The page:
Rock And Roll Quotes

Quotes tagged as "rock-and-roll" Showing 1-30 of 139
Haruki Murakami
“Even so, there were times I saw freshness and beauty. I could smell the air, and I really loved rock 'n' roll. Tears were warm, and girls were beautiful, like dreams. I liked movie theaters, the darkness and intimacy, and I liked the deep, sad summer nights.”
Haruki Murakami, Dance Dance Dance

Vera Nazarian
“If Music is a Place -- then Jazz is the City, Folk is the Wilderness, Rock is the Road, Classical is a Temple.”
Vera Nazarian

“I was happy in the haze of a drunken hour, but heaven knows I'm miserable now.”

Joan Jett
“Girls have got balls. They're just a little higher up, that's all.”
Joan Jett

Erik Pevernagie
“Some don’t even watch art with their eyes nor with their mind, but with their ears, ever since they judge art by the sound of money. (
“Money rocking and rolling”)”
Erik Pevernagie

Taylor Jenkins Reid
“And, baby, when you think of me
I hope it ruins rock 'n' roll
Regret me”
Taylor Jenkins Reid, Daisy Jones & The Six

Keith Richards
“Why would you want to be anything else if you're Mick Jagger?”
Keith Richards, Life

Dave Matthes
“That's the beautiful thing about innocence; even monsters have a pocketful of childhood memories with which to seek comfort with.”
Dave Matthes, Sleepeth Not, the Bastard

Keith Richards
“There's something beautifully friendly and elevating about a bunch of guys playing music together. This wonderful little world that is unassailable. It's really teamwork, one guy supporting the others, and it's all for one purpose, and there's no flies in the ointment, for a while. And nobody conducting, it's all up to you. It's really jazz__that's the big secret. Rock and roll ain't nothing but jazz with a hard backbeat.”
Keith Richards, Life

Ayn Rand
“Congress shall make no law abridging the freedom of production and trade...”
Ayn Rand, Atlas Shrugged

Nora Roberts
“Shall I tell you what rock and roll is, Johnno, from someone who doesn't perform, but observes?
It's restless and rude. It's defiant and daring. It's a fist shaken at age. It's a voice that often screams out questions because the answers are always changing. The very young play it because they're searching for some way to express their anger or joy, their confusion and their dreams. Once in a while, and only once in a while, someone comes along who truly understands, who has the gift to transfer all those needs and emotions into music.”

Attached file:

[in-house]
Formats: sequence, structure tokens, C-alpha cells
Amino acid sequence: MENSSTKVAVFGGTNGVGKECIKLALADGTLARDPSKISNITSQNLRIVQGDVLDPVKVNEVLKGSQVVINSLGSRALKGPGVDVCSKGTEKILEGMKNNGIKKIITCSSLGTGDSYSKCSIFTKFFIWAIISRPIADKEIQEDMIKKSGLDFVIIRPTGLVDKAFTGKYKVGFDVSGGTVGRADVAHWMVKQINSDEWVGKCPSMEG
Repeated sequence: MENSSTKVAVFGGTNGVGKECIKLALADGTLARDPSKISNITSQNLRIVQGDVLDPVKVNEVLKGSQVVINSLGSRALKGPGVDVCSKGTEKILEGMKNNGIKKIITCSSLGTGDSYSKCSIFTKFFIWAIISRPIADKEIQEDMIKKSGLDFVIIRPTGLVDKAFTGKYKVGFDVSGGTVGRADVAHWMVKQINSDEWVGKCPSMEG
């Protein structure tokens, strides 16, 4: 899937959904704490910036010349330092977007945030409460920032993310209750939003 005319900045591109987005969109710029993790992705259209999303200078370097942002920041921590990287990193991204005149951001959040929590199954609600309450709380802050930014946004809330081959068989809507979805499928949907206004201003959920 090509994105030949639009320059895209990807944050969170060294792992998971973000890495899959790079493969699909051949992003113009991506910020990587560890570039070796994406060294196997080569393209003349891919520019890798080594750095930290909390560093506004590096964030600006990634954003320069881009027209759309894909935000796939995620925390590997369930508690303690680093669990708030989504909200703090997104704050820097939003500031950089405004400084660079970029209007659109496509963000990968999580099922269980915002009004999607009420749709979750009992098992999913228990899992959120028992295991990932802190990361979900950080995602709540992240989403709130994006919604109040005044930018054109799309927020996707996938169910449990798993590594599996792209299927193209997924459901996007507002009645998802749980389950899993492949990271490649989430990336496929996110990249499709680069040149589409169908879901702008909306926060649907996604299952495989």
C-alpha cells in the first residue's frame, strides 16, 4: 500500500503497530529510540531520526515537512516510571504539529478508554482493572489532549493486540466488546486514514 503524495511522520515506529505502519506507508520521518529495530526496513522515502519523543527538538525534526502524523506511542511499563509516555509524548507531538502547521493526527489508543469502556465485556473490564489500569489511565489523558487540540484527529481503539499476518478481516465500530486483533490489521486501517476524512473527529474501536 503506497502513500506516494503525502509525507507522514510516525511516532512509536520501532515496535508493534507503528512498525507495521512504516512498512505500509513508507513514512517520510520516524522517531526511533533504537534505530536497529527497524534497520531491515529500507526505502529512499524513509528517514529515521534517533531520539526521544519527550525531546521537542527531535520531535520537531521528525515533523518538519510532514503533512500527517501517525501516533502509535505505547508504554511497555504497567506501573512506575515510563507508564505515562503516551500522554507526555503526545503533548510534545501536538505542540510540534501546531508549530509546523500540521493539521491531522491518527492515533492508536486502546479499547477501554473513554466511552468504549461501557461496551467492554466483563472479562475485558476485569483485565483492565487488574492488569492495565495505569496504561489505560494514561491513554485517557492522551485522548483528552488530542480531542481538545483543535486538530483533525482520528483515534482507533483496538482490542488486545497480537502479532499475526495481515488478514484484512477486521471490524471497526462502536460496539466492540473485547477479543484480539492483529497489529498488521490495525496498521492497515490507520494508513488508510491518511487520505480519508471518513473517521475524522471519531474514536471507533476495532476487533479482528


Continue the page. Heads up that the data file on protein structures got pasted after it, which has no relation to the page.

Nora Roberts, Public Secrets

Patti Smith
“We feared that the music which had given us sustenance was in danger of spiritual starvation. We feared it losing its sense of purpose, we feared it falling into fattened hands, we feared it floundering in a mire of spectacle, finance, and vapid technical complexity. We would call forth in our minds the image of Paul Revere, riding through the American night, petitioning the people to wake up, to take up arms. We too would take up arms, the arms of our generation, the electric guitar and the microphone.”
Patti Smith, Just Kids

Craig Ferguson
“From this moment on I'd dedicate my life to rock and roll and take as many drugs as possible. What could possibly go wrong?”
Craig Ferguson, American on Purpose: The Improbable Adventures of an Unlikely Patriot

Dave Hickey
“Jazz presumes that it would be nice if the four of us--simpatico dudes that we are--while playing this complicated song together, might somehow be free and autonomous as well. Tragically, this never quite works out. At best, we can only be free one or two at a time--while the other dudes hold onto the wire. Which is not to say that no one has tried to dispense with wires. Many have, and sometimes it works--but it doesn't feel like jazz when it does. The music simply drifts away into the stratosphere of formal dialectic, beyond our social concerns.

Rock-and-roll, on the other hand, presumes that the four of us--as damaged and anti-social as we are--might possibly get it to-fucking-gether, man, and play this simple song. And play it right, okay? Just this once, in tune and on the beat. But we can't. The song's too simple, and we're too complicated and too excited. We try like hell, but the guitars distort, the intonation bends, and the beat just moves, imperceptibly, against our formal expectations, whetehr we want it to or not. Just because we're breathing, man. Thus, in the process of trying to play this very simple song together, we create this hurricane of noise, this infinitely complicated, fractal filigree of delicate distinctions.

And you can thank the wanking eighties, if you wish, and digital sequencers, too, for proving to everyone that technologically "perfect" rock--like "free" jazz--sucks rockets. Because order sucks. I mean, look at the Stones. Keith Richards is always on top of the beat, and Bill Wyman, until he quit, was always behind it, because Richards is leading the band and Charlie Watts is listening to him and Wyman is listening to Watts. So the beat is sliding on those tiny neural lapses, not so you can tell, of course, but so you can feel it in your stomach. And the intonation is wavering, too, with the pulse in the finger on the amplified string. This is the delicacy of rock-and-roll, the bodily rhetoric of tiny increments, necessary imperfections, and contingent community. And it has its virtues, because jazz only works if we're trying to be free and are, in fact, together. Rock-and-roll works because we're all a bunch of flakes. That's something you can depend on, and a good thing too, because in the twentieth century, that's all there is: jazz and rock-and-roll. The rest is term papers and advertising.”
Dave Hickey, Air Guitar: Essays on Art & Democracy

Patti Smith
“We imagined ourselves as the Sons of Liberty with a mission to preserve, protect, and project the revolutionary spirit of rock and roll. We feared that the music which had given us sustenance was in danger of spiritual starvation. We feared it losing its sense of purpose, we feared it falling into fattened hands, we feared it floundering in a mire of spectacle, finance, and vapid technical complexity.”